There are several kinds of racism. The roots and the dynamics of racism are among the most interesting sociological issues. Here is a small but important fragment of the whole matter. The most common kind of racism involves three separate mental operations: 1 Assign an individual to a group; 2 Assign certain undesirable features of character or culture to the same group; 3 Assign these same undesirable characteristics to the individual because he belongs to the group.
The most pure form of common racism I know used to make me laugh. Of late, it has begun to annoy me. Here is a relevant story.
I pick up my wife at the airport after a short trip. We go out to celebrate our reunion. My wife wants to eat Chinese food. There is a Chinese restaurant near the airport where I have had excellent dinners in the past. It’s a large and old establishment with many Chinese customers. In fact, every time I have been there, I was with Chinese friends.
We sit down a little early. I don’t like the early bird menu, of course; I don’t like the regular menu either; the “specials” menu is not much more attractive. None of these menus corresponds well with my golden memory of the several original meals I have had there. I ask the waitress if there is a Chinese menu with different dishes than are on the English-language menu. “No,” she says. My wife and I order the less boring dishes from the main menu.
Within minutes a dish of crab with snow-peas appears on a nearby table. There are four Chinese-looking people sitting around the table. I check; crab and snow-peas is not on any of my menus. I call the waitress. She acts as if she did not know what I am talking about. In truth, I don’t know if she does understand me. I have been there before. I come prepared. I pull out of my wallet a little note in Chinese characters a Chinese friend has prepared for me. The friend is a well-educated man who bears me no ill-will. The note reads:
This foreign (barbarian or ghost) actually likes our traditional Chinese dishes, including organ meat. Please, serve him anything he asks for. He will pay without discussion for everything he orders.
The waitress reads the note distractingly, smiles brightly and moves on. She is busy; waitresses are always busy. Besides, I have no way to know how well she reads Chinese characters. She does not come from the Shanghai urban upper-class elite schools, in all likelihood. However, one of the two advantages of age is that your intuition improves with experience. (I don’t quite remember what the other advantage is.) I know I am being ignored and taken for a ride but there is not much I can do. I eat my mediocre westernized dish because I am hungry but it’s not as good as what either my wife or I could cook at home. Meantime, the Chinese table nearby is having a good time.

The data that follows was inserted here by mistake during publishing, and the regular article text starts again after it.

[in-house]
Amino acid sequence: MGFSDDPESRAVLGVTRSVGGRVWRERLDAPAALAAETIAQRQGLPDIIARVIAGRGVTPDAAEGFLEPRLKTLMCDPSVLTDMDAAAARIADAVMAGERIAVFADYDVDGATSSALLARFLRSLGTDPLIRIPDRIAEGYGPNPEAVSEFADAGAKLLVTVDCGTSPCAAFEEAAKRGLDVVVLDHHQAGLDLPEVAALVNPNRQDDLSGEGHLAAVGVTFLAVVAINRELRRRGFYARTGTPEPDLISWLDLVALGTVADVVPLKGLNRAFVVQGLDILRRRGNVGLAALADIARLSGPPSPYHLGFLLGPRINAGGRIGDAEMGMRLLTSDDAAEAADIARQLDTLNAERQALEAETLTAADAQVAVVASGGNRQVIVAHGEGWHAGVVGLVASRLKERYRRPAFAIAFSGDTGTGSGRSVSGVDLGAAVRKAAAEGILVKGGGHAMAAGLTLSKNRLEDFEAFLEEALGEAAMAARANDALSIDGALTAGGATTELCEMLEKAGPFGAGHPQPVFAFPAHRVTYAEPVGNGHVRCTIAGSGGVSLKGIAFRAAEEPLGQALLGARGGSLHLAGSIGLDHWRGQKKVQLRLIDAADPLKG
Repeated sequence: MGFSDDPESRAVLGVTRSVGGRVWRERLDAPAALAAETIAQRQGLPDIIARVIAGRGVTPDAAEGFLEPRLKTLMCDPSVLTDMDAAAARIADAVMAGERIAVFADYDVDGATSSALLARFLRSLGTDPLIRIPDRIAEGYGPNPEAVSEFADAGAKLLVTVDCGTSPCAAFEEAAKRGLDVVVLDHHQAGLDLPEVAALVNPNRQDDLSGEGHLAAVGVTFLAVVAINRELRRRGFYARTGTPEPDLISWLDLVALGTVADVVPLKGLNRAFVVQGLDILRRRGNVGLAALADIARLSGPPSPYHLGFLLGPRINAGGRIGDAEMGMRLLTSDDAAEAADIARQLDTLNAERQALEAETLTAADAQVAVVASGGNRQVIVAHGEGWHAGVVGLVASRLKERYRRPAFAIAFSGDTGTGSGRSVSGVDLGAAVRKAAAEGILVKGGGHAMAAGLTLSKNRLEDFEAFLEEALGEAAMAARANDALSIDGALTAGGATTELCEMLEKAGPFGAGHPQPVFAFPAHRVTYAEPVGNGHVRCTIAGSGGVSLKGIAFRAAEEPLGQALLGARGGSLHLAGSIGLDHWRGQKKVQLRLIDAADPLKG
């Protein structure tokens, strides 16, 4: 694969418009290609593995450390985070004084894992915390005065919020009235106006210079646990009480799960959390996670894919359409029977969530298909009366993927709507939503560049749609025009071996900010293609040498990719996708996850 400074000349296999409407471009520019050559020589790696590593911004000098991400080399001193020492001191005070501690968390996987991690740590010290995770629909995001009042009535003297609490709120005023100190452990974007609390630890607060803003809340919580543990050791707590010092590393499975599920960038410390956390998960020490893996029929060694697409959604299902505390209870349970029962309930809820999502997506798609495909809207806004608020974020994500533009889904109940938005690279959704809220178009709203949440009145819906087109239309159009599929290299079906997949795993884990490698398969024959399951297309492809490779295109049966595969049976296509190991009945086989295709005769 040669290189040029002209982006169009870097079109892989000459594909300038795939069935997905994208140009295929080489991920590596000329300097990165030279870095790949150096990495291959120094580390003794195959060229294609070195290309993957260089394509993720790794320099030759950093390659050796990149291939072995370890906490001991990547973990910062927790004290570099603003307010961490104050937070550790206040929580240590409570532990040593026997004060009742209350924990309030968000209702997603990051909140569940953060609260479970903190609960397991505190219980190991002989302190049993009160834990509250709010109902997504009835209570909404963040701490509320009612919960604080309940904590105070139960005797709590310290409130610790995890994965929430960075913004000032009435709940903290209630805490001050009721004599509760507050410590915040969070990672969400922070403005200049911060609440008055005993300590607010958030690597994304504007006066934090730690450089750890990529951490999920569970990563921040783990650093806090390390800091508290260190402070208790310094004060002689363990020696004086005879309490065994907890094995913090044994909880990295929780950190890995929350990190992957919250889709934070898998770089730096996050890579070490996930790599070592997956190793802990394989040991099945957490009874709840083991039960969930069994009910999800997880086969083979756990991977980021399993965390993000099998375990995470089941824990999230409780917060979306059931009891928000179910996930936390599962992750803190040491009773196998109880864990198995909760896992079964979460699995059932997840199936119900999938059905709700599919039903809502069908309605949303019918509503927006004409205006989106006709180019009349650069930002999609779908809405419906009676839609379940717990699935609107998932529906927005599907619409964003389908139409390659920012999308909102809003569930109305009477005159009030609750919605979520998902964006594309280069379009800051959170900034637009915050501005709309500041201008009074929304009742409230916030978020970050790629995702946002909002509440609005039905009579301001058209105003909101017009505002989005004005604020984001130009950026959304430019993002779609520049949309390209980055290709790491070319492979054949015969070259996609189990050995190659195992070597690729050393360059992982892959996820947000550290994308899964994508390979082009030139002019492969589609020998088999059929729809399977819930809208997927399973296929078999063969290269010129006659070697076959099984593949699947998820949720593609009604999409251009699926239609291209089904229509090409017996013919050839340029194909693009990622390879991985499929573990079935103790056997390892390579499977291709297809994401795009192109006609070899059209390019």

I have lived forty years in California, where there are Chinese restaurants at every street corner. Early on, a long time ago, when I was a in community college, a San Francisco Chinese waiter staved off malnutrition by slipping me double helpings of fried rice (also known as “rice fried with whatever leftovers”). Four of those forty years I spent in San Francisco, with its large Chinese-originated population. Yet, I can count on the fingers of two hands the number of times I have enjoyed really good Chinese food in America. That was enough however to convince me that there is such a thing outside the private Chinese homes where I have also enjoyed myself. Every single time I ate good Chinese food in an American restaurant but one, I was accompanied by a Chinese or by a Chinese-American person. Nearly every other time I had a mediocre to a horrible experience. The last time my wife and I tried to have lunch in Chinatown Number 2 (Clement Street) in San Francisco, by ourselves, the waitress first told us there was no lamb on the menu. When we pointed to five different lamb items in the bi-lingual menu, she said OK with resignation. Then, she brought up a dish of Mongolian-style something or other drenched in some sweet sauce but nevertheless without flavor. It took us but a few minutes to recognize that the lamb was actually chicken, not even an inventive substitution.
It would be wrong to imagine that the company of a Chinese person always saved me from bad food. Two episodes stand out. Once, after class, I am chatting with one of my MBA students from Taiwan. She is a slight, pretty woman with a great deal of aplomb. She occupies an important position in her company and she is obviously well-educated. It’s noontime. Knowing what I know, I invite her for lunch at a nearby greasy chopsticks. I like that place because it serves the kinds of disgusting foods that both the Chinese and the French relish (I Used to Be French) I am referring to parts of animals’ bodies you don’t even know exist.